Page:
Fifth Book: Gendering Drugs - Feminist Studies of Pharmaceuticals by Ericka Johnson
“Drugs can be gendered and they can engender us”
With this statement, Ericka Johnson begins to unravel a distinctly feminist readings of the very pharmaceuticals which have become neutral, seemingly unexamined parts of our daily life. The collection examines the manner in which drugs are not only gendered (perceived as masculine/feminine or specifically either for men or women), but also the way in which they articulate gendered values, norms, behaviours and expectations that we as users (or misusers, or resisters) are expected to respond to, absorb, emulate, refuse, etc.
By utilising the methodology of feminist technoscience, careful attention is given to the discourses surrounding a wide range of pharmaceuticals; from hormone replacement therapy drugs, trial experimental substances aimed at the alleviation of Alzheimers, to the introduction of HPV vaccines in the Global South. It also gives due attention to nonhumans, questioning where and how boundaries are drawn when it comes to substances directed at the ‘social’; the intra-actions in relationally constructed subjects; the emerging entanglements of humans and non-humans within the sphere of Big Pharma; as well as the very physicality of pharmaceuticals, raising urgent onto-epistemological questions.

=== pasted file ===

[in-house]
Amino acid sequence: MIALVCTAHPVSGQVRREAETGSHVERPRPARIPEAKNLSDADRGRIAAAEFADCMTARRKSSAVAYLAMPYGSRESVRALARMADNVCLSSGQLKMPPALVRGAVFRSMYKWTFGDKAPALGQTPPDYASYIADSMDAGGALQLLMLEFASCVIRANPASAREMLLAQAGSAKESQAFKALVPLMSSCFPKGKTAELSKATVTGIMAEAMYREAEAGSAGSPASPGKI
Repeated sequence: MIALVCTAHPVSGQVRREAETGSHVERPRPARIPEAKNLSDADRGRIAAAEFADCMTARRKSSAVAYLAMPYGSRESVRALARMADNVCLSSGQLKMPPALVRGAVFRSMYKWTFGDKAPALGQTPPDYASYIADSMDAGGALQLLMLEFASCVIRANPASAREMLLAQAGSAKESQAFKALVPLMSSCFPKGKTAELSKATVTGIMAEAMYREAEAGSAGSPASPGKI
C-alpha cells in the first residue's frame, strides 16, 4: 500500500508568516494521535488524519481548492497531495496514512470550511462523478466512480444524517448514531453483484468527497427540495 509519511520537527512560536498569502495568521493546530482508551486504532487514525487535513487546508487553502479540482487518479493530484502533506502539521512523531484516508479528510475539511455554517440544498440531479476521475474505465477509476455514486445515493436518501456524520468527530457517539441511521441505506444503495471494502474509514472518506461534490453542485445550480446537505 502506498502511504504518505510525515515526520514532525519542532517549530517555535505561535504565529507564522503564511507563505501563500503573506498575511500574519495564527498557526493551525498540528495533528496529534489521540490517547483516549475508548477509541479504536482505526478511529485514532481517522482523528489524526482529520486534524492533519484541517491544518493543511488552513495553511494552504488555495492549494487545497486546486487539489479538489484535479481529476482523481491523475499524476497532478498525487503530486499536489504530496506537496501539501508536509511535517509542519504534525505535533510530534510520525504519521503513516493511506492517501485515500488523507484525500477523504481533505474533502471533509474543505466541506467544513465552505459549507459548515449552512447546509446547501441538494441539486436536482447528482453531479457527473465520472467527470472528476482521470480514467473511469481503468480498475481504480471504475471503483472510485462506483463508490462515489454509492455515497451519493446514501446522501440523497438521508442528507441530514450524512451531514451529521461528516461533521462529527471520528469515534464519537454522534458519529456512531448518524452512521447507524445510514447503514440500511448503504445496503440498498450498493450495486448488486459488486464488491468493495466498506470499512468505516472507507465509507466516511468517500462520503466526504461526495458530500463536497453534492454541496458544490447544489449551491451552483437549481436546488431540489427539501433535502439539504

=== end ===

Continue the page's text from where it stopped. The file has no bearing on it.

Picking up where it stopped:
Chapter 4 and 10 will be the reading group’s central focus. The first section of interest, “New Puberty; New Trans: Children, Pharmaceuticals and Politics” by Celia Roberts and Cron Cronshaw, analyses discourses describing the use of gonadotropin-releasing hormone analogues in trans children. Through the use of the verb “sexing” to indicate the complex process of creating, denying and articulating sex, the two authors argue that the prescription and consumption of these drugs are entangled in the production of new novel forms of subjectivity and life/experiences. Drawing on early feminist work by Ehrenreich and English (1973), the sexist, classist and racist medical thoughts and practices, as well as the desire for treatment, surrounding hormonal therapy will be teased out and considered alongside questions of queer agency and accessibility. Indeed, the chapter will be seen to highlight the felt needs and bodily (in)capacities which can be produced by the very discourses and practices which promise to address or intervene in them.
Meanwhile, Chapter 10 (“Sexing Drugs, Refracting Discourses”) returns to the theoretical concerns within the context of subjectivity, analysing the varied empirical studies in the book through the concept of refraction. Johnson in the chapter seeks to recognise the discursive cuts made within the very matter of pharmaceuticals, refracting a spectrum of unique, context-specific discourses which make visible values, understandings and ideologies, as well as a spectrum of concerns we are living with.
The book should be of interest to any individuals aiming to cultivate a highly political and nuanced understanding of pharmaceuticals, applying novel technoscientific and queer methodologies not only to foreground feminist concerns; politicise seemingly neutral substances and matter; but also to open up a new conversation around what constitutes alleviation, transformation, treatment, as well as subjectivity, when it comes to drugs.
If you would like to join us, please RSVP to firstname.lastname@example.org sometime during the two weeks, or just show up on the day.
The link above contains a PDF download of the introduction, as well as Chapters 4 & 7.
WHEN: Monday 24 September, 4-6pm.
LOCATION: RC Mills Building, Rm 148, the University of Sydney